Every Friday, I’ll be jumping on the soapbox and letting rip into the things of the week that have annoyed the living daylights out of me. Think of a dumbed down version of Peter Griffin’s ‘Grind my Gears‘
When I first started writing here at ZDNet, I did take into account a few things about "the browser". At first in my naivety I did throw out a few hypothesise 'willy nilly' without that much of a thought; more excited at the prospect that this new blogger would have tens of thousands of people reading and engaging with him from all over the world. It was a soapbox moment.
Well now this "browser bitching" - I'm coining this term now, by the way; it's started to drive me nuts. Not you though as the reader per se, but this overt self-styled passion for imposing the browser of your choice onto someone else.
Yes, we know that there are plenty of browsers out there on the web to use and to try out. Yes, we understand that the EU occasionally cranks it up to a "Spinal Tap 11" and forces all Internet Explorer-by-default users to broaden their horizons. Yes, we understand that only Mozilla seems to be the only non-evil corporation in the world.
That's all good and well, I say to the general consumer population. But please, just shut the hell up about which browser you use.
Computer science students, you are officially the worst. It's not even the Antichrist's of the Mac world for once. It's more likely to be the scrawny, anaemic looking, chaste without choice, acne-ridden nerd. I won't even throw them into the same league as the geeks; oh no - these are the die hard nerds.
These are the ones that pipes up some arrogant and smart-arse comment in the lecture and thus interrupting the teacher, followed by a muffled, meandering scoffed laughter across the second to front row of other perpetually arrogant arses.
- Previous weeks: Gratuitous product placement mid-TV show
- Previous weeks: Mobile devices without copy and paste
Do you want to know one of the major contributing factors into me changing course after my first year from computer science to criminology? It was the bloody students. I couldn't stand them. I swear to God I was the only one in that male dominated ego-fest who knew how to interact with a member of the opposite sex in real life - and that even took into account the married, middle-aged lecturer with three children.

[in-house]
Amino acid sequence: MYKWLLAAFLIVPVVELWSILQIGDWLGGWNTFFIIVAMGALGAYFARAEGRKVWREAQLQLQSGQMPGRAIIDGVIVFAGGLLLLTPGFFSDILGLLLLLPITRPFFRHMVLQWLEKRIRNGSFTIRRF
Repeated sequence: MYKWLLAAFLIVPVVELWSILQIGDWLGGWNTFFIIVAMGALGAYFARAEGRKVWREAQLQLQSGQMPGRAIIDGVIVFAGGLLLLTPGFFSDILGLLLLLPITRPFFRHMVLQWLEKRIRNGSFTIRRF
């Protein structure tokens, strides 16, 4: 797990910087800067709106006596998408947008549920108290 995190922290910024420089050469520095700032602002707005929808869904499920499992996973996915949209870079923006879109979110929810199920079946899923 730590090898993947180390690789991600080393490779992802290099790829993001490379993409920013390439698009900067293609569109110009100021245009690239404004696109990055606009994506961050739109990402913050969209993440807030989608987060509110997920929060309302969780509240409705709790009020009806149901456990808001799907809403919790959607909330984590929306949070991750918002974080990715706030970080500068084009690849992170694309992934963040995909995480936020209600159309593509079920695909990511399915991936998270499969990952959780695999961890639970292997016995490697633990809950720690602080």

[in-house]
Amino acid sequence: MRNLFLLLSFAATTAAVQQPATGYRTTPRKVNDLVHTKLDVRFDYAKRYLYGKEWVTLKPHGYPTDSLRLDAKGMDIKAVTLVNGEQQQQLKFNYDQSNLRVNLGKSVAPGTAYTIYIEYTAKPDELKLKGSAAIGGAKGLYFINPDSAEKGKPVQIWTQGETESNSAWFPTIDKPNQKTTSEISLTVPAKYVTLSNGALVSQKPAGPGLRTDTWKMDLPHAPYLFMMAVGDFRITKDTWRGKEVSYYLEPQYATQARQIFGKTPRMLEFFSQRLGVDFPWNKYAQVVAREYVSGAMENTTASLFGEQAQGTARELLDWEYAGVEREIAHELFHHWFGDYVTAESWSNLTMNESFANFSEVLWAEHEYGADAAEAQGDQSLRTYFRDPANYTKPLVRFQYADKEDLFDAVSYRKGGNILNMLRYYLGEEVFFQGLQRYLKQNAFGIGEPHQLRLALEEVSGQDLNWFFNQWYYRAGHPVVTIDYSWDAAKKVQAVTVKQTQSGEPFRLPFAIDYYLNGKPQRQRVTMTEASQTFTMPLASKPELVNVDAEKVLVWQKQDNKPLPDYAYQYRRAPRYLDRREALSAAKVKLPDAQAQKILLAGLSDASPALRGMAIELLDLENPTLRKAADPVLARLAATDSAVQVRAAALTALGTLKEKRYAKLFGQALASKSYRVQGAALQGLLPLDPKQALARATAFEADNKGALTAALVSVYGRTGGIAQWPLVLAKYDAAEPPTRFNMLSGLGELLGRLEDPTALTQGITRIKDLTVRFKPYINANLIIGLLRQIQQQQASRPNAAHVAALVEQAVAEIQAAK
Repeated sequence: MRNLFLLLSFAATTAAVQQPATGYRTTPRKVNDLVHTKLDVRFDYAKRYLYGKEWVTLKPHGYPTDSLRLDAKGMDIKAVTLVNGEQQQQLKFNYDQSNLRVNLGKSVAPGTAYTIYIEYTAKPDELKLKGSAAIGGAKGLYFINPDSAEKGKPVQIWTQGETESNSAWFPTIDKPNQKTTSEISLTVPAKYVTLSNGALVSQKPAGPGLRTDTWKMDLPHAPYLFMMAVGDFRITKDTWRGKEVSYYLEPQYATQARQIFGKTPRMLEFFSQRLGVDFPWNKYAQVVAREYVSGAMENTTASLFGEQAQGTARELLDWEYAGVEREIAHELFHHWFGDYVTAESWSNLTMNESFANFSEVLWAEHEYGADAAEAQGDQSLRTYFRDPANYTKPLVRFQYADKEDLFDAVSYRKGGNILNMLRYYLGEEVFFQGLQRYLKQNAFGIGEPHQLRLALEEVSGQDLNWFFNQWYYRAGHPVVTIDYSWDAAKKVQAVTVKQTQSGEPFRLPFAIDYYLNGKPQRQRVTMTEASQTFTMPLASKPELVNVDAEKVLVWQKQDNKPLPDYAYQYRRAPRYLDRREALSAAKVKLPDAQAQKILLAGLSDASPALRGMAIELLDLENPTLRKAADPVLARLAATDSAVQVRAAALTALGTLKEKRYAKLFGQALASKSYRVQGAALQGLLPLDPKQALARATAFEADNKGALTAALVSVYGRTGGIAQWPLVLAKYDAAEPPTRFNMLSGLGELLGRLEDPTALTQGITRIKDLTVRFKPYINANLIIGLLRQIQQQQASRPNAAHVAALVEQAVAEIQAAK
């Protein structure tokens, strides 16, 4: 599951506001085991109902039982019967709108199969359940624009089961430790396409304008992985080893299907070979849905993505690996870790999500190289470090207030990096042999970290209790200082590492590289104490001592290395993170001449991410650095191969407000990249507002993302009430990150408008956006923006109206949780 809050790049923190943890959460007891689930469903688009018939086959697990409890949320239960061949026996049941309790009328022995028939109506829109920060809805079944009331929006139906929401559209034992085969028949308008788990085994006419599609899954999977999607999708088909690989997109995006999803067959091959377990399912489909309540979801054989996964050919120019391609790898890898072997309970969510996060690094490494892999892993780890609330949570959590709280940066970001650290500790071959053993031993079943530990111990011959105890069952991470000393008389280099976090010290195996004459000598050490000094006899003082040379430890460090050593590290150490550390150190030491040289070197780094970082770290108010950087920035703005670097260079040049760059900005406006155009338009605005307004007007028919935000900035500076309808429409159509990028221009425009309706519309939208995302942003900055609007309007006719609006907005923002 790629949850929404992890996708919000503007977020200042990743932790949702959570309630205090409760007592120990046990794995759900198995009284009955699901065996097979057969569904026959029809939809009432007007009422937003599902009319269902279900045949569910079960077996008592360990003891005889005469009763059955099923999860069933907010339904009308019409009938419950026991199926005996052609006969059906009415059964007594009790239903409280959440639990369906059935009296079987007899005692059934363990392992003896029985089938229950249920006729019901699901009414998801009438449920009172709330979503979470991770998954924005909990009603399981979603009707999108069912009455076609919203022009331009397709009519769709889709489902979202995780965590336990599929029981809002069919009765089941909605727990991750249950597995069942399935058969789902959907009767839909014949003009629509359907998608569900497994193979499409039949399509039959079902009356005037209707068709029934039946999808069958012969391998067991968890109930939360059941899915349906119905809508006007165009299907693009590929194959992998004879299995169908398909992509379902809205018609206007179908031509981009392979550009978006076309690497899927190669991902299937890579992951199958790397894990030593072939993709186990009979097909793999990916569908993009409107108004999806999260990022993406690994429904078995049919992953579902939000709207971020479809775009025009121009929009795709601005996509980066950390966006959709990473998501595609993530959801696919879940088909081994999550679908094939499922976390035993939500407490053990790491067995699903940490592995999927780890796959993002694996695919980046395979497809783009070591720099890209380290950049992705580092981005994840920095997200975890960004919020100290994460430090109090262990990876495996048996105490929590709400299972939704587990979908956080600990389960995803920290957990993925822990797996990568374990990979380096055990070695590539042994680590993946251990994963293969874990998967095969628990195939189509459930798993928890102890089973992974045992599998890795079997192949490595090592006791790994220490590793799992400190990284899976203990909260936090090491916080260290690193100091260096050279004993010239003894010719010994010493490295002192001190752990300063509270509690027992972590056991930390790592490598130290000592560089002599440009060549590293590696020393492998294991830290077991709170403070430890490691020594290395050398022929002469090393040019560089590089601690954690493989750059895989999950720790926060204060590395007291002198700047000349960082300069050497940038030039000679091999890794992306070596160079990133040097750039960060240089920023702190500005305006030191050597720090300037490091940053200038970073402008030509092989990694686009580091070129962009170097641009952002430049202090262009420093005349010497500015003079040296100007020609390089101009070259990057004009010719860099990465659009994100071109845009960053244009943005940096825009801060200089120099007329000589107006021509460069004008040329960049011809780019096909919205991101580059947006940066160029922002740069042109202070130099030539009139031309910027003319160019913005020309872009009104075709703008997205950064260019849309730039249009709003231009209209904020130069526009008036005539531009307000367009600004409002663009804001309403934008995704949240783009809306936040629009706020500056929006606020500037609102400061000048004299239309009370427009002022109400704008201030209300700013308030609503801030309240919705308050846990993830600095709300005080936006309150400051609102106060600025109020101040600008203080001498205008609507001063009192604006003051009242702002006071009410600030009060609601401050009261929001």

In the relatively dense real-life friendship social network (yes, there is a sociology of the world outside of Facebook), many nodes - my friends, are heavy computer users still, whereas others are not as much. We all use a wide variation of browsers with Google Chrome being the most common.
For one friend, the sort of friend who knows what she wants but not technically minded, after having a jocular moan to her about her browser - it was taken in good spirits, of course (maybe you just had to be there, but it was very good natured), I suggested Chrome over her very slow Firefox. She had tried it before, but for some reason it just didn't appeal to her all that much and felt apathetic to trying anything else. She didn't want to move outside of her comfort zone.
"That's fine, love. Everyone's different. I prefer Chrome, but if you prefer Firefox, then you just carry on using it and let nobody else tell you otherwise", I said. In text, it may well appear to be underwritten with sarcastic tone, but sincerely it was not. And without a second thought, we both carried on sipping our tea and talking about our various and respective encounters following the night before.
In my eyes, browser choice, as well as the "Mac vs. Windows vs. Linux" furore, mobile phone which usually encompasses BlackBerry vs. iPhone, and other major consumer brands which conflict and contrast its users against their rivals, I treat as a "consumerists' dimension of difference".
In short, a sociological dimension of difference is an element to our lives where we blend into society, such as race, sexuality, gender identity, and religion. A consumer version of that would be essentially the same thing, just in terms of brand alignment and an innate need to choose one particular product over another for reasons of in-built psychology. Believe it or not, you'll have some users who prefer touch over typing, because their brains are simply geared that way.
The very vast majority of people do not discriminate on the aforementioned sociological dimensions of difference; I especially don't, considering I consider myself to be of a 'dimension of difference' in at least one of those areas. So why take it out on something 'less offensive' like consumer choice?
Well, I find it offensive that someone would essentially discriminate on browser choice or the others which I mentioned above, that causes a negative or ill feeling, hurt or an increase in disparity or equality.
Yes, even though we may well be the most respectful, politically correct and culturally aware people, we have all made faux pas' in the past: the slightly racist but ironic joke at the party when among friends of all ethnicity's, a sexist comment which was made in a purely jocular way to a friend of a different gender, and so on, so forth and suchlike. We are all guilty of it.
I, at least in this area have probably recommended a certain kind of browser for students because of features around productivity, stability and compatibility. But I doubt I would go as far as to hold a gun to a puppy's head and say, "use this browser, or the fluffy sod gets it" in written form. So stop doing it because all it does it make you look like an aggressive, arrogant idiot.